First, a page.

Public Hearing on Sale of Town-Owned .209 Acres is Next Step for Sr. Living Development
A proposed senior living development at Pimpewaug Rd. and Route 7/Danbury Rd. is in the works, and part of the plans include the purchase of a small, .209 acre sliver of town-owned land. But in order for the purchase to move forward, town officials and the developer first have to hear what town residents think of the idea.
The Board of Selectmen will hold a public hearing during its regularly scheduled meeting this Monday evening, April 15, for town residents to give their feedback on the proposed sale of the .209 acres of town right of way on the corner of Pimpewaug Rd. and Rte. 7.
Brightview Senior Living has proposed developing a 165 bed senior living community on 6.91 acres of the two adjoining parcels at 2 and 24 Pimpewaug Rd.; the small, town-owned land sliver would provide the developers with frontage on Rte. 7. Brightview is already under contract to purchase the privately-owned Pimpewaug Rd. properties.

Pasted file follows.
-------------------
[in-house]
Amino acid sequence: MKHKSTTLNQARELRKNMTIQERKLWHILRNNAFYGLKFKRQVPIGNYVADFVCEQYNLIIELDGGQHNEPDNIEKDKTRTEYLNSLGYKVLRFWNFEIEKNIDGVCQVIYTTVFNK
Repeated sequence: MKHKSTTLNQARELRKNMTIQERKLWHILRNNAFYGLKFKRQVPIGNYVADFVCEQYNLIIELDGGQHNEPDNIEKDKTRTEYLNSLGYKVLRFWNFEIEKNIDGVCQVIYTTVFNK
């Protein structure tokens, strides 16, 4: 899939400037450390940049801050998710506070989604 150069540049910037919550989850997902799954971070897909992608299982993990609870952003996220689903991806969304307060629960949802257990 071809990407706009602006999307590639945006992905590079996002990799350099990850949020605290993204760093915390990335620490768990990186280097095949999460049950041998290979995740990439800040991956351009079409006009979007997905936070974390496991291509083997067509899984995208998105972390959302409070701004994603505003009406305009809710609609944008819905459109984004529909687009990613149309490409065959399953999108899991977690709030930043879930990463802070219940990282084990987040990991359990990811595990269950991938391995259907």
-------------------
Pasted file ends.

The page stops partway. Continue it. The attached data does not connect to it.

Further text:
Steve Marker, Brightview’s development associate for the project, spoke at the Nov. 19, 2018 meeting of the BOS, and submitted an initial offer for $75,000 to the town for the land (shown in green, below). The offer was made after Brightview sought an appraisal.
At the last BOS meeting on April 1, First Selectwoman Lynne Vanderslice explained that the town subsequently obtained its own appraisal from Cushman and Wakefield, valuing the land at $205,000. Vanderslice said that Real Estate Committee member Tom McDevitt, town counsel Ira Bloom and she negotiated much better terms with Brightview as a result.
According to a memo Vanderslice prepared for the selectmen, the terms of the purchase they have secured and seek town feedback on include:
- $312,000 paid at the time of purchase
- $10,000 per year with a CPI escalator for 20 years, secured by the property